Important information regarding the resumption of operations at NSF is posted on the NSF website at: http://www.nsf.gov/bfa/dias/policy/postshutdown.jsp.
This site currently includes an important notice issued by Acting NSF Director Cora B. Marrett, a FastLane Advisory, FAQs on revised proposal due dates, and the revised proposal due date listing.
A few important items to note:
- NSF systems, including FastLane, are up and operational.
- NSF has revised proposal due dates for funding opportunities with dates between October 1 – 25, 2013. For the complete listing of revised proposal due dates, please visit NSF’s Resumption of Operations website. Changes to CISE program due dates include:
- The Smart and Connected Health Exploratory (EXP) proposals for this year are now due November 6, 2013.
- Research Experience for Teachers (RET) in Engineering and Computer Science are due on November 6, 2013.
- Proposals for Networking Technology and Systems (NeTS: JUNO) Japan-US Network Opportunity: R&D for “Beyond Trillions of Objects” are due November 6, 2013.
- The Secure and Trustworthy Computing MEDIUM project proposals are now due November 1- 12, 2013.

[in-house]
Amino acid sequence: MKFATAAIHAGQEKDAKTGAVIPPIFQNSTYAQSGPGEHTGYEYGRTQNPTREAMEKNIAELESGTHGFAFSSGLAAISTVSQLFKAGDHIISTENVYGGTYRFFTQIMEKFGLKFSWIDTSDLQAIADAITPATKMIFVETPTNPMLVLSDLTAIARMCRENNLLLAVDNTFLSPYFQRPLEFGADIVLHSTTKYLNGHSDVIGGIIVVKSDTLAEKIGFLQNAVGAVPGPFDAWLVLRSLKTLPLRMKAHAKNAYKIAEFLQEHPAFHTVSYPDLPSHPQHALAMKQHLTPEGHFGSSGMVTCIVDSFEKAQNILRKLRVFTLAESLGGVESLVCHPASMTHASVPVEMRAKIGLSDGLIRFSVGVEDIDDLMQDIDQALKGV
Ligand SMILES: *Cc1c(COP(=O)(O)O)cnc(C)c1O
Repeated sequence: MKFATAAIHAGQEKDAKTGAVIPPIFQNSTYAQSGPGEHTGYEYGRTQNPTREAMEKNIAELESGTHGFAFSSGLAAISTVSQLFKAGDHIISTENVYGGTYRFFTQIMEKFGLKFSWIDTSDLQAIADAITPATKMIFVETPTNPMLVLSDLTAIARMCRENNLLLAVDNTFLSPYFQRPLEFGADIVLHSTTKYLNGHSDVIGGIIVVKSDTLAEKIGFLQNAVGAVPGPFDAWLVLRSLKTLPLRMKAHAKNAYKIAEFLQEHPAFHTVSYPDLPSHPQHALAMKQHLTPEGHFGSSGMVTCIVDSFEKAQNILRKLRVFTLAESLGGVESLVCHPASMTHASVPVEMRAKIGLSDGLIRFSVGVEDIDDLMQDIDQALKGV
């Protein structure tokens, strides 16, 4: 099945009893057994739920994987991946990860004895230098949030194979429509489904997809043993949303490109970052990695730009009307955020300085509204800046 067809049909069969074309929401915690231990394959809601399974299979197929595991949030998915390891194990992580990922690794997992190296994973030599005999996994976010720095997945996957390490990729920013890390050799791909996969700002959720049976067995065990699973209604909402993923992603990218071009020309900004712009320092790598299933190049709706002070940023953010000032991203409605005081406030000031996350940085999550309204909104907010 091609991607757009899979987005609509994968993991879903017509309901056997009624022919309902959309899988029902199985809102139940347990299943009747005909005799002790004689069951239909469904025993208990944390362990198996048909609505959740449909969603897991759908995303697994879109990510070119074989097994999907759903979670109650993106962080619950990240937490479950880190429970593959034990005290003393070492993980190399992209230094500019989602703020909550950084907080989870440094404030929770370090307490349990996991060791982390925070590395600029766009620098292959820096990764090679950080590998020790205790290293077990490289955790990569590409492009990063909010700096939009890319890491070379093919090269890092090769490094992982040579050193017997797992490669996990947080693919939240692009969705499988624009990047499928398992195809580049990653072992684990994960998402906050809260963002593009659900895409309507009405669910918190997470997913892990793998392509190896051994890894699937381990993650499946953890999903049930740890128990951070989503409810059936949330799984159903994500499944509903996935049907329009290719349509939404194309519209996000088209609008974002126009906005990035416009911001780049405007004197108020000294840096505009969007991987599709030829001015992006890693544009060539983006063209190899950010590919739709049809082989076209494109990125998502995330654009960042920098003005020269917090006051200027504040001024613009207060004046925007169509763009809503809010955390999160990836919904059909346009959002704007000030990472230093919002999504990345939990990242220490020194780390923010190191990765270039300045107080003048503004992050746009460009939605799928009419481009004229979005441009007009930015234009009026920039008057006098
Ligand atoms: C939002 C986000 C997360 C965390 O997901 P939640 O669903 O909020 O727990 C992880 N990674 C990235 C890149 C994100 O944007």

- The CISE Core Programs MEDIUM project proposals are due November 1- 12, 2013 for each division (Computing and Communication Foundations, CCF; Computer and Network Systems, CNS; and Information and Intelligent Systems, IIS).
- Project reports that became overdue during the shutdown should be submitted via Research.gov as soon as possible.
- All panels that were canceled due to the shutdown will be rescheduled to a later date by the cognizant Program Officer.
- Continuing Grant Increments (CGIs) that could not be processed during the shutdown are being issued by NSF as early as practicable.
NSF will continue to provide updates as more information becomes available. Please direct questions regarding specific funding opportunities to the cognizant NSF program officer(s) identified in the funding opportunity. General shutdown questions should be directed to firstname.lastname@example.org.
Thank you for your support as we recover from the funding lapse. We are fully committed to restoring normal operations as quickly as possible.
NSF Assistant Director for CISE
National Science Foundation
tel: (703) 292-8900
The Simons Institute for the Theory of Computing at UC Berkeley invites applications for Research Fellowships for academic year 2014-15.